Leaders should regularly ask themselves these core questions:
It is clear there is much still to do here and critical that organisations act on the learnings. Based on a study of 300 of the UK’s largest listed companies, business leaders’ claim that their most significant learning from the pandemic is “having the culture and capacity to adapt/pivot” and “putting people first”. One of the most significant findings was around the value of culture with many companies ‘stuck in the mud’ and unable to operate at pace due to their culture. Inspirational leadership and a strong culture for inclusion and flexibility and trusting people were deemed critical to success. Although these companies put culture as the number one learning from the pandemic, most people disagreed that employers are thinking of people more – just under half (48% )in the US feel that employers are thinking of people more, while only 36% in the UK feel that way. Given the clear ‘organisational’ need and the mutually reinforcing link to performance and wellbeing, leaders have a real opportunity to transform building high levels of engagement and resilience.
If there’s one major takeaway from the pandemic, it’s that temporary setbacks can quickly become “the new normal.” While it’s important to remain flexible and adapt to change quickly, it’s equally important to act in such a way that you’ll be prepared for the long-haul. One way to do this is by simplifying organisational structures.
It may seem counterintuitive to cut down on specialisation and hierarchies to improve efficiency, but often it’s complicated organisational structures that limit a company’s ability to react to change. In fact, our research into organisational agility found that 60 per cent of organisations believed that too many layers of management were holding them back. Those with simpler structures were able to adapt to change more quickly because there’s less red tape to cut through.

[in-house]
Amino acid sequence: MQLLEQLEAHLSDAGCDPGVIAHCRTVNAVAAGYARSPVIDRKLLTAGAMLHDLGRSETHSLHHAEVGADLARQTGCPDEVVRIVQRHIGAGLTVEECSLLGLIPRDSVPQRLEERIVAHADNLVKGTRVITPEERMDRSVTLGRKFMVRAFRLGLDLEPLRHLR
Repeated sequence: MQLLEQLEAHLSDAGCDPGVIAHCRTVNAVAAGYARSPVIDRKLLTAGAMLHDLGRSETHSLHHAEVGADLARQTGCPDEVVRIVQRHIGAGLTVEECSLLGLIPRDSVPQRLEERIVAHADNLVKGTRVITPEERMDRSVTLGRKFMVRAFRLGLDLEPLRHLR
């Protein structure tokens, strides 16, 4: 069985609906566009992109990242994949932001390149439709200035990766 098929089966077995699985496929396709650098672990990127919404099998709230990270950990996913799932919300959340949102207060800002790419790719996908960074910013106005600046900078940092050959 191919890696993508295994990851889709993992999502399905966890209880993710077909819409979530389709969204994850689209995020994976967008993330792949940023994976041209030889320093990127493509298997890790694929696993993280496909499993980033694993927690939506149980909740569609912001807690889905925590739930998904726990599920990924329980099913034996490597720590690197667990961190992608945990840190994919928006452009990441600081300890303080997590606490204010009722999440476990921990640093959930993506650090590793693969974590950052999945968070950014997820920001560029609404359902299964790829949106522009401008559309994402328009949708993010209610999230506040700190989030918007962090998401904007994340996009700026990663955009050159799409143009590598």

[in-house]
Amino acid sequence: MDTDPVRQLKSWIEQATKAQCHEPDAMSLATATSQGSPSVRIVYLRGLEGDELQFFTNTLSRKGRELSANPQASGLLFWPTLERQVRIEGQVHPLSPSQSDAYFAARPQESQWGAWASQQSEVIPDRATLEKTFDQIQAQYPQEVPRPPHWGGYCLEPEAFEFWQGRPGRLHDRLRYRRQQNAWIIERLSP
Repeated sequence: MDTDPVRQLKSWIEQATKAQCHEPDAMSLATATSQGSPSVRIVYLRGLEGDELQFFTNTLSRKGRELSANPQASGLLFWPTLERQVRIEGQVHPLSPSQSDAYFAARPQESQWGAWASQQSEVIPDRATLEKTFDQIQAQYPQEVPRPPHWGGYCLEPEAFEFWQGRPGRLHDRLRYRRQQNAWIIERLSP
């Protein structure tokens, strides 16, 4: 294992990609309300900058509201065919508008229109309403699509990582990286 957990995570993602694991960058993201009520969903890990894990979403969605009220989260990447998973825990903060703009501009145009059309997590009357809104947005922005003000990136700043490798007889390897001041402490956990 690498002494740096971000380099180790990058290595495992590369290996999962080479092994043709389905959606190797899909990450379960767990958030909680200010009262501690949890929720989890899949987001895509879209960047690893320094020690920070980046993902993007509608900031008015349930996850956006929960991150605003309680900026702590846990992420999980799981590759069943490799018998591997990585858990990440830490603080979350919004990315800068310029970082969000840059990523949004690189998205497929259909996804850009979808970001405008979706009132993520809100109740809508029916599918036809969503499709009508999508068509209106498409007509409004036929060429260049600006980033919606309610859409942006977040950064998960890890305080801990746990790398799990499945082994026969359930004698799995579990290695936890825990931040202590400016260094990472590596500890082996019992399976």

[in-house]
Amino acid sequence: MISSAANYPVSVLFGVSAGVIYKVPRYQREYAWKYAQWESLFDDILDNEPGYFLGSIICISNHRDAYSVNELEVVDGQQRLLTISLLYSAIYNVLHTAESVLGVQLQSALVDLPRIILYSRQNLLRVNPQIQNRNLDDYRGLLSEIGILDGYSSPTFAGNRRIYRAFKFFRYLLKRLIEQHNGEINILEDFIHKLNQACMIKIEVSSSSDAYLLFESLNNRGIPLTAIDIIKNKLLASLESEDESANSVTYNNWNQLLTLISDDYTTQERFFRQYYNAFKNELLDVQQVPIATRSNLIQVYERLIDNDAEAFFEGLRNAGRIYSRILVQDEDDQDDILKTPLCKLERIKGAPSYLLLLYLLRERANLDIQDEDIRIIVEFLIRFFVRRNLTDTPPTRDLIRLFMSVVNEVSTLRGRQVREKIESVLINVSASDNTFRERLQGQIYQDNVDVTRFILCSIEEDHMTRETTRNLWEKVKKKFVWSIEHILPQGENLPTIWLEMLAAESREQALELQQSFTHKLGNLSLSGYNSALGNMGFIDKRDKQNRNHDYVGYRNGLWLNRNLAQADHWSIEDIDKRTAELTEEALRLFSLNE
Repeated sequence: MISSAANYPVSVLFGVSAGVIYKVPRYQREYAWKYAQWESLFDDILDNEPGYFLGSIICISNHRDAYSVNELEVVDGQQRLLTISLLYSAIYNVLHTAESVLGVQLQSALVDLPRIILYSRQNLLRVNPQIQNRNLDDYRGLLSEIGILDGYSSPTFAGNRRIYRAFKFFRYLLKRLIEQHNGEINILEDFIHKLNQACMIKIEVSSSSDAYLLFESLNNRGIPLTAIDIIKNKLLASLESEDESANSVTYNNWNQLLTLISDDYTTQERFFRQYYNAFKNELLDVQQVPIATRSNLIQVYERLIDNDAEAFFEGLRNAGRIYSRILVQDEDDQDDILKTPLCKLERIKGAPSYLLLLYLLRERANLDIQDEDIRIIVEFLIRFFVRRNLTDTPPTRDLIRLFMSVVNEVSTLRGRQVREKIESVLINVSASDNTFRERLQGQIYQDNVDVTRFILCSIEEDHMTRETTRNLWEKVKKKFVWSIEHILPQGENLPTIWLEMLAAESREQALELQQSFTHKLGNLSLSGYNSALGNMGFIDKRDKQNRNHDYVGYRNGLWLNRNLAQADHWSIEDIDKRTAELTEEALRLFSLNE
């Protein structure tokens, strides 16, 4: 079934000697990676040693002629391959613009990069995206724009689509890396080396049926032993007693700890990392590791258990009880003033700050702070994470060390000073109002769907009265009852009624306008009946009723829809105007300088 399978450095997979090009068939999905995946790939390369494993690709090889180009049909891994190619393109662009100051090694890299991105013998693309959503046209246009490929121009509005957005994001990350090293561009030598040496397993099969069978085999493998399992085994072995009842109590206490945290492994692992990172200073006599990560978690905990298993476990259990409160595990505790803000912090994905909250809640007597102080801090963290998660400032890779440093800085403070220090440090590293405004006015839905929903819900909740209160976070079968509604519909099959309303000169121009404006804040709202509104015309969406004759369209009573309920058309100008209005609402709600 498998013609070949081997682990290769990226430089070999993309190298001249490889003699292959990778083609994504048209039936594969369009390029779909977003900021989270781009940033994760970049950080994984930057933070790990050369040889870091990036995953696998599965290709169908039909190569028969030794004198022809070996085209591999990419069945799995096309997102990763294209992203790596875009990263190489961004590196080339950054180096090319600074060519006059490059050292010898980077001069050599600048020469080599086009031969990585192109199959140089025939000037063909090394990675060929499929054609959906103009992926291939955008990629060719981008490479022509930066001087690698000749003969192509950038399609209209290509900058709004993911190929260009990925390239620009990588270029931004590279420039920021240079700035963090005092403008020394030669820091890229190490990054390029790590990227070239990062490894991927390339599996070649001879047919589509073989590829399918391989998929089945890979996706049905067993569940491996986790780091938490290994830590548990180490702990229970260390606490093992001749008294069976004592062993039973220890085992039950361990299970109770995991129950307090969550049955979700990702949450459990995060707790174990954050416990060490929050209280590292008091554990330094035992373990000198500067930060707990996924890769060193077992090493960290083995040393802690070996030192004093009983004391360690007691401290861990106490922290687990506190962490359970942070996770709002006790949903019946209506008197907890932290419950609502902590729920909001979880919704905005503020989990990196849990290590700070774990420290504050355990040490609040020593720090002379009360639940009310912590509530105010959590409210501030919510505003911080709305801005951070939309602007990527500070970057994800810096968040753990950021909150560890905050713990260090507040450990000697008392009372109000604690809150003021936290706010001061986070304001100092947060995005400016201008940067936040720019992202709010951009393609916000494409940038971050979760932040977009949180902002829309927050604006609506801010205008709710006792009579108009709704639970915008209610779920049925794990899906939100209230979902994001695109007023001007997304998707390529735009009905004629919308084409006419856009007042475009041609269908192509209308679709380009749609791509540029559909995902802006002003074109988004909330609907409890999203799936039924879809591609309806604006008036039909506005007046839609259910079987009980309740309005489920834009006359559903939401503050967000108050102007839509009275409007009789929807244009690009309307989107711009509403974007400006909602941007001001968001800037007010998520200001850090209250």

Old-fashioned hierarchy is quickly becoming an outdated model; organisations with minimal hierarchy, decentralised decision-making and cross-functional teams focused on delivering value have been better able to respond to change throughout the pandemic. For example, one global bank we helped with an agile transformation used the transition to remote working as a spur to work in flatter, more collegiate structures. Previously closed-door meetings have been opened to more people virtually, allowing for a greater diversity of thought and ideas.
The companies that have successfully responded to the COVID-19 pandemic have a distinct competitive advantage in the market. They have proven they have the agility, capability and confidence to respond to – and initiate – change quickly and adapt effectively to the new demands and opportunities they face. They are likely to be more resilient in the future through having a clear purpose, led by leaders committed to achieving that purpose and an engaged and motivated workforce. These are not only key attributes to achieving successful transformation, but arguably the key attributes of successful enterprises of the future.